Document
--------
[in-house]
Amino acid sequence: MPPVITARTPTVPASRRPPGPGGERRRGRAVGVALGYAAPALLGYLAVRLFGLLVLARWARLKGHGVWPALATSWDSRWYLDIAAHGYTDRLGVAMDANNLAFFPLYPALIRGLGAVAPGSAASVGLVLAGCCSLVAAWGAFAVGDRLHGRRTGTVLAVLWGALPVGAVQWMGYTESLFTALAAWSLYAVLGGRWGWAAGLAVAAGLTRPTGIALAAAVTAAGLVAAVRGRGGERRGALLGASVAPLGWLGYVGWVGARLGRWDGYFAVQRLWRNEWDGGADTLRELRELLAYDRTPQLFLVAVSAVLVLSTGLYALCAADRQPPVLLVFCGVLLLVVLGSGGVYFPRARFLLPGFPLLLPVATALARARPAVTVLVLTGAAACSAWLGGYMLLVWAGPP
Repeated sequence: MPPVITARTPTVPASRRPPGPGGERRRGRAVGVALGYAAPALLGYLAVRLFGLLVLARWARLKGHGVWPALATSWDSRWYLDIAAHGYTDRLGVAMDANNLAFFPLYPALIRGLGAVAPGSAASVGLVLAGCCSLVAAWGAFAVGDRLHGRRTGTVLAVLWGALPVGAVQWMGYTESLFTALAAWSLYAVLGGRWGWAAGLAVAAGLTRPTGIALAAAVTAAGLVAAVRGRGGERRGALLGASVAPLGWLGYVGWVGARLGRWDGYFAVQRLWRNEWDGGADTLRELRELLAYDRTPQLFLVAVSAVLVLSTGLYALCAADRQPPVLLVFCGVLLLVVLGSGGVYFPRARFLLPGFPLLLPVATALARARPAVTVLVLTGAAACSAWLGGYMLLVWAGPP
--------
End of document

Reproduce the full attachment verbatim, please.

[in-house]
Amino acid sequence: MPPVITARTPTVPASRRPPGPGGERRRGRAVGVALGYAAPALLGYLAVRLFGLLVLARWARLKGHGVWPALATSWDSRWYLDIAAHGYTDRLGVAMDANNLAFFPLYPALIRGLGAVAPGSAASVGLVLAGCCSLVAAWGAFAVGDRLHGRRTGTVLAVLWGALPVGAVQWMGYTESLFTALAAWSLYAVLGGRWGWAAGLAVAAGLTRPTGIALAAAVTAAGLVAAVRGRGGERRGALLGASVAPLGWLGYVGWVGARLGRWDGYFAVQRLWRNEWDGGADTLRELRELLAYDRTPQLFLVAVSAVLVLSTGLYALCAADRQPPVLLVFCGVLLLVVLGSGGVYFPRARFLLPGFPLLLPVATALARARPAVTVLVLTGAAACSAWLGGYMLLVWAGPP
Repeated sequence: MPPVITARTPTVPASRRPPGPGGERRRGRAVGVALGYAAPALLGYLAVRLFGLLVLARWARLKGHGVWPALATSWDSRWYLDIAAHGYTDRLGVAMDANNLAFFPLYPALIRGLGAVAPGSAASVGLVLAGCCSLVAAWGAFAVGDRLHGRRTGTVLAVLWGALPVGAVQWMGYTESLFTALAAWSLYAVLGGRWGWAAGLAVAAGLTRPTGIALAAAVTAAGLVAAVRGRGGERRGALLGASVAPLGWLGYVGWVGARLGRWDGYFAVQRLWRNEWDGGADTLRELRELLAYDRTPQLFLVAVSAVLVLSTGLYALCAADRQPPVLLVFCGVLLLVVLGSGGVYFPRARFLLPGFPLLLPVATALARARPAVTVLVLTGAAACSAWLGGYMLLVWAGPP